With daytime getting longer and longer each day, spring is soon approaching. But winter doesn’t feel like it’s going anywhere anytime soon – especially in places like this one, featured in this photo by Flickr user Bernard Siao taken in Harbin, a city in northeastern China.
The frozen Songhua River freezes hard in the winter and people commonly cross it on foot, but as you can see in this photo, there’s another option to dart across the frozen river on a horse-drawn carriage. Harbin is a city of interesting and unique history. Originally founded by Russia and inhabited by Jewish immigrants, it also hosts the Harbin International Ice and Snow Sculpture Festival, which goes on throughout January.
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[Photo Credit: Flickr User Bernard-SD]
Animal rights groups have long been trying to put an end to the carriage rides offered in New York City. Essentially, they argue that the horses are mistreated and exposed to unsafe conditions. Supporters of the carriages maintain that the drivers care about the animals and treat them humanely. The issue has been discussed in the New York City Council and now ideas are being suggested for how to replace the carriages. One concept: Eco-friend Model T replicas.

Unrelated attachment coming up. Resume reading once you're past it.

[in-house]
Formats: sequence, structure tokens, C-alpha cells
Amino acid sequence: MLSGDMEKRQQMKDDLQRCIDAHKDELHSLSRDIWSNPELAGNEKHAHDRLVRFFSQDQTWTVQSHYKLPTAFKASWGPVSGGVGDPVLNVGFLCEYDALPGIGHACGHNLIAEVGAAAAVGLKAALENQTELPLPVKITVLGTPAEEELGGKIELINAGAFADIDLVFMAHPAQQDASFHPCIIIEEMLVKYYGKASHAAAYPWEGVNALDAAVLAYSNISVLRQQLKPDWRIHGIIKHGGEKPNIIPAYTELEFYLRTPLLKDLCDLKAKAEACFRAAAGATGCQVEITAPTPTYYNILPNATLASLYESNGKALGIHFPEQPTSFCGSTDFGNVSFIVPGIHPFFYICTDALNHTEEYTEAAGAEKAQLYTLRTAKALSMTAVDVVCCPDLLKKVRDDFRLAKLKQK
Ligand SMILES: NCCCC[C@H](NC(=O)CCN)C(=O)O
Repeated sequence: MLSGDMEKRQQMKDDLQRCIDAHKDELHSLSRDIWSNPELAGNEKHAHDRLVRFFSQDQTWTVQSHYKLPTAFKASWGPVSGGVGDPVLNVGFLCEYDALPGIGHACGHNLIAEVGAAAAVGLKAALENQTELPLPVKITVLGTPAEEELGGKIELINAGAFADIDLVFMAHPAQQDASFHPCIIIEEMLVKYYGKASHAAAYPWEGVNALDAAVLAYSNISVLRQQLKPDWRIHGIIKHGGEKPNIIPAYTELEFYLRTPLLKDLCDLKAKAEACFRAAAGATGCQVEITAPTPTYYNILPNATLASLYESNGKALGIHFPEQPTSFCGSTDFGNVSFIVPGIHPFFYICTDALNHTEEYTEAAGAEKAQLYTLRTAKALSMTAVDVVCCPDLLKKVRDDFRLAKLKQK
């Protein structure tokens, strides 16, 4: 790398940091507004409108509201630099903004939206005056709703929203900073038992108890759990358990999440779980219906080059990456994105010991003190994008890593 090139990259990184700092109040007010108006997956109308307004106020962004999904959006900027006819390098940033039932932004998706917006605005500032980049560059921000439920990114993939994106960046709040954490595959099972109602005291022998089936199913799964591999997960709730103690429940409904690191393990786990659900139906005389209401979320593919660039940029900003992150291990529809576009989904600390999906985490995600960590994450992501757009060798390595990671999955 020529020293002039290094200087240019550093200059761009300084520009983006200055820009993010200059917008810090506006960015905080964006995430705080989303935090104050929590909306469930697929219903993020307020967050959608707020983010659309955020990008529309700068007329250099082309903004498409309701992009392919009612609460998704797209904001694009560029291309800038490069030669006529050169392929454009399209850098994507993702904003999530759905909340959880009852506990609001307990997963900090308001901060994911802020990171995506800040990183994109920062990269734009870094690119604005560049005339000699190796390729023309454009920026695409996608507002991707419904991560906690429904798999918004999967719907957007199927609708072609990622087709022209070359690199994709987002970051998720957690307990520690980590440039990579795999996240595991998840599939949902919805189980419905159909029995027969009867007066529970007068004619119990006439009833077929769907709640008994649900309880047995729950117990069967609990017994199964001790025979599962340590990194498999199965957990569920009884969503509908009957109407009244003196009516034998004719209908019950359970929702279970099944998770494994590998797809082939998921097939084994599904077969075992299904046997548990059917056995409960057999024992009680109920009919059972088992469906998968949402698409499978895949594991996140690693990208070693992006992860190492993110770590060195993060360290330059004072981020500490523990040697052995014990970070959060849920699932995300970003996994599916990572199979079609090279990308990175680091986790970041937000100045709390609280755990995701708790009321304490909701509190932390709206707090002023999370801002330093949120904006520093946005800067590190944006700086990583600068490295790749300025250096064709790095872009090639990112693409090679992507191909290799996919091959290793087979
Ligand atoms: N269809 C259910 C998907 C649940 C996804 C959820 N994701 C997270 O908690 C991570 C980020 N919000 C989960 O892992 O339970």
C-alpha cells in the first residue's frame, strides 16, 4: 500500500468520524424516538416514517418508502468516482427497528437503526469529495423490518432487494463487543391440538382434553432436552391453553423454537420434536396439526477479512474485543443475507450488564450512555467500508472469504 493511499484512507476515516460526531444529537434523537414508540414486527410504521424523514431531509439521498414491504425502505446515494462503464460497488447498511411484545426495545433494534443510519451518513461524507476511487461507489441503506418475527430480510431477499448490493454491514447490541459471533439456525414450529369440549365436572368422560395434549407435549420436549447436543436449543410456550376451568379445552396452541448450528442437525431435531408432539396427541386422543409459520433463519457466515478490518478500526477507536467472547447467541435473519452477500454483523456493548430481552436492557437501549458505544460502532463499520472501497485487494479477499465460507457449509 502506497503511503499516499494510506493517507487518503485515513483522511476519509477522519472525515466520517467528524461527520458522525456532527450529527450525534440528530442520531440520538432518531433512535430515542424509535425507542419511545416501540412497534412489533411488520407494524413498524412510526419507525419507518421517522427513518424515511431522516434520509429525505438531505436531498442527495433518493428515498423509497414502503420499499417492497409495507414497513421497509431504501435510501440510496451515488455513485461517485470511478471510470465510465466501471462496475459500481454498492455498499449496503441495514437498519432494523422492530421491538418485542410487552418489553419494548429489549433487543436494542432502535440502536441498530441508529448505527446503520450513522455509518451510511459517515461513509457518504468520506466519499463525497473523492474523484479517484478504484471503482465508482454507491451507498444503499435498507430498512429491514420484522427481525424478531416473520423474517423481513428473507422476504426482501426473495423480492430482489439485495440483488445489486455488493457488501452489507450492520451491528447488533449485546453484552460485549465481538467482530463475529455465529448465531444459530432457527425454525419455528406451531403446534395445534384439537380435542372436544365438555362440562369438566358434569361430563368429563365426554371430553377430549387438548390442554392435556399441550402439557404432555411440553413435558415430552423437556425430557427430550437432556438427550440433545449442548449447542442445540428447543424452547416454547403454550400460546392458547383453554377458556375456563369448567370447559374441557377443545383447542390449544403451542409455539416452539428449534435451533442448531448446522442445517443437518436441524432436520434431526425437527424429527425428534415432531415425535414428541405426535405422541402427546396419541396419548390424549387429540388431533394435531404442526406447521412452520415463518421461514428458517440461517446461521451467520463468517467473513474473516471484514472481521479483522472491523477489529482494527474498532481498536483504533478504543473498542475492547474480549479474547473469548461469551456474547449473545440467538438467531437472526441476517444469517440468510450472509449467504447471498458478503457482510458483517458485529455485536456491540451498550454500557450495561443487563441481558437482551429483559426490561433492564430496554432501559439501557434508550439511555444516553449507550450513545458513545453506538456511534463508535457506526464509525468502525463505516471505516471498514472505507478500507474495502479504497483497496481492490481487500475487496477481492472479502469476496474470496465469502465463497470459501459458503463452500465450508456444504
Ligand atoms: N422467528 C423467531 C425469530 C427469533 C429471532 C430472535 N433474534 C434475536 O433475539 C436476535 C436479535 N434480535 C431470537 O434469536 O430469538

The cars would be electric or hybrid and tour the city much like the carriages do now. Unlike the carriages, however, the cars won’t defecate on the street. But the cars will also lack the historical connection that the carriages have to the city (yes, I understand that Model T’s once existed in Manhattan, but no one waxes nostalgically about their Model T ride around Central Park).
Thankfully, the matter is being discussed by our esteemed local politicians and activists, who continue to raise the level of discourse. Take Carolyn Daly, spokeswoman for the Horse and Carriage Association, who said that “no one wants to replace clip-clop, clip-clop with chitty chitty bang bang.” Quite the wordsmith.
Councilman Tony Avella is trying to push a ban on the carriages through the City Council, but this fight has been going on for a few years now and promises to get even more contentious before any laws are passed or alternatives launched.